Between rising sea levels and super hurricanes, a summer day at the beach isn’t as relaxing as it used to be. And now, thousands of tourists trying to have fun at popular resorts on Turkey’s Aegean coast have been evacuated due to epic wildfires. At least eight people have perished, and boats rescued thousands of holidaymakers from resorts.
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While resort evacuations are high on the international visibility scale, local people suffer the most. “I feel so much pain, like I lost a child,” said Nurten Almaz, a 63-year-old farmer who lost everything, including her home, animals and “one century of people’s labor,” as reported by ABC News. She said people who started the fire deserve the death penalty. Locals fled in cars and small boats. Coast guard and navy ships lingered offshore, in case larger vessels were needed.
The fires sweeping through the resort areas of Antalya and Muğla weren’t just any fires. According to satellite data, this wildfire was burning at 20 gigawatts, four times more intensely than any fire in Turkey’s recorded history.
Turkey often battles wildfires in the summer, but these fires are something new. “Those numbers are off the scale compared to the last 19 years,” said Mark Parrington, a senior scientist with the EU’s Copernicus Atmosphere Monitoring Service, as reported by The Guardian.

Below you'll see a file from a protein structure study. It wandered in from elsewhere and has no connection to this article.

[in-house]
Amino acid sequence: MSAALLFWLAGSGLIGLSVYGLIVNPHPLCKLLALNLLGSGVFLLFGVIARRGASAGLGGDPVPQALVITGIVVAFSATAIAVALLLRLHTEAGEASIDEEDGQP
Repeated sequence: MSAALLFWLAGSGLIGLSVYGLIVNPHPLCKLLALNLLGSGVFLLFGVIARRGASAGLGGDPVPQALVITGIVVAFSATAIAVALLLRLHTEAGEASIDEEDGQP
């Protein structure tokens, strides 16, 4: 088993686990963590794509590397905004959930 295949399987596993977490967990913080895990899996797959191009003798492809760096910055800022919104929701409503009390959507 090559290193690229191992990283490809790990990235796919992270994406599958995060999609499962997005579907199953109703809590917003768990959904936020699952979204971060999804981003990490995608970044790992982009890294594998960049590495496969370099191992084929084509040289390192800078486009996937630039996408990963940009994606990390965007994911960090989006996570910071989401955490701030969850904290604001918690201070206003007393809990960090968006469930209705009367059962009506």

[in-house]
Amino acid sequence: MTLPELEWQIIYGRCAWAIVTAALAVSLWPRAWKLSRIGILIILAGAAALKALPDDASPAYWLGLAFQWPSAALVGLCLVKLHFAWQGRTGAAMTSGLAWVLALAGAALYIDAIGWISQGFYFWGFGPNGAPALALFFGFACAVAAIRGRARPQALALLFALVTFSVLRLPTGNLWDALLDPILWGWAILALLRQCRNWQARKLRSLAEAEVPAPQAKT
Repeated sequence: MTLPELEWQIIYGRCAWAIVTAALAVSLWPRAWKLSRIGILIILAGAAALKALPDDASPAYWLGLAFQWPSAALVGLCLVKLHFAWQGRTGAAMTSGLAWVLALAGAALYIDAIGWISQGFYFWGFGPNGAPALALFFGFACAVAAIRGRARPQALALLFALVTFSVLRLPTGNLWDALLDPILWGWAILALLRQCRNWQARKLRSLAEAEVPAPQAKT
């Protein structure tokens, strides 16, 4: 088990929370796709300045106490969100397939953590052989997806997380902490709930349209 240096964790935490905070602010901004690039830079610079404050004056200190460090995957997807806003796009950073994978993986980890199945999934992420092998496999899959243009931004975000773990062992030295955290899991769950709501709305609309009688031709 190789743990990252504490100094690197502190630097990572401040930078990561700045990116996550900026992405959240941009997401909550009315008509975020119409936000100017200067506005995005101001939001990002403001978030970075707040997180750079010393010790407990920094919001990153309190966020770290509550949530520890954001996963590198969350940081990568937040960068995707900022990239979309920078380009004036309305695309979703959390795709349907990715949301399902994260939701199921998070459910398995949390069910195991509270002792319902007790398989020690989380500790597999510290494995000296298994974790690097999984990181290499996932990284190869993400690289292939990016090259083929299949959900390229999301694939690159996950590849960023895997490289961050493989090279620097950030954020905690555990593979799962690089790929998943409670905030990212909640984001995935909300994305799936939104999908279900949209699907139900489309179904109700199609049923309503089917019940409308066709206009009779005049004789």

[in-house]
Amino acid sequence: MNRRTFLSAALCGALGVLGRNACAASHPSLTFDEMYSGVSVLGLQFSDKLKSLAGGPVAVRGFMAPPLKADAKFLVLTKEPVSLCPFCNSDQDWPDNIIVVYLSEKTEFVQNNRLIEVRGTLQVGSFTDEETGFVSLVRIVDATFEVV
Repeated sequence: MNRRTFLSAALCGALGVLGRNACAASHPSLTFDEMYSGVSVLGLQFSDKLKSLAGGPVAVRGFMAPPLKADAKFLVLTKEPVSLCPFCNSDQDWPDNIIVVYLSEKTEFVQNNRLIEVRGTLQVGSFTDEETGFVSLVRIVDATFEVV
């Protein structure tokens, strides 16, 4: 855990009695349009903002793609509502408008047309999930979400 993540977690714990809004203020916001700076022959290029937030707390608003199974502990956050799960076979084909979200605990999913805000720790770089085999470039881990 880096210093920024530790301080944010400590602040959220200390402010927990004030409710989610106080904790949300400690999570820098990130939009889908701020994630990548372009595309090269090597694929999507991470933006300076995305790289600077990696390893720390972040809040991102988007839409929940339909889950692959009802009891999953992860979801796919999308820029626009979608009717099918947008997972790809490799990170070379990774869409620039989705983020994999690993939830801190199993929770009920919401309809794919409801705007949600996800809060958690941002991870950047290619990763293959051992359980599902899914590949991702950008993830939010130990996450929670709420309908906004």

Ibrahim Aydın, a farmer, was almost killed trying to fight the fire. All his livestock died. “Everything I had was burned to the ground. I lost lambs and other animals,” he told the Daily Sabah. “This is not normal. This was like hell.”
Turkey’s weather is extremely hot and dry this summer, and August has barely started. Conditions are perfect for more of the same. “Our smallest mistake leads to great disaster,” Turkish climate scientist Levent Kurnaz said in a tweet.
Temperatures of over 40 degrees Celsius, or 104 degrees Fahrenheit, are forecast this week for the Mediterranean region, including inland areas of Turkey, Greece, Italy and Tunisia. Ankara and some other places in Turkey are expecting weather 12 degrees Celsius higher than average for August.
Lead image via Pexels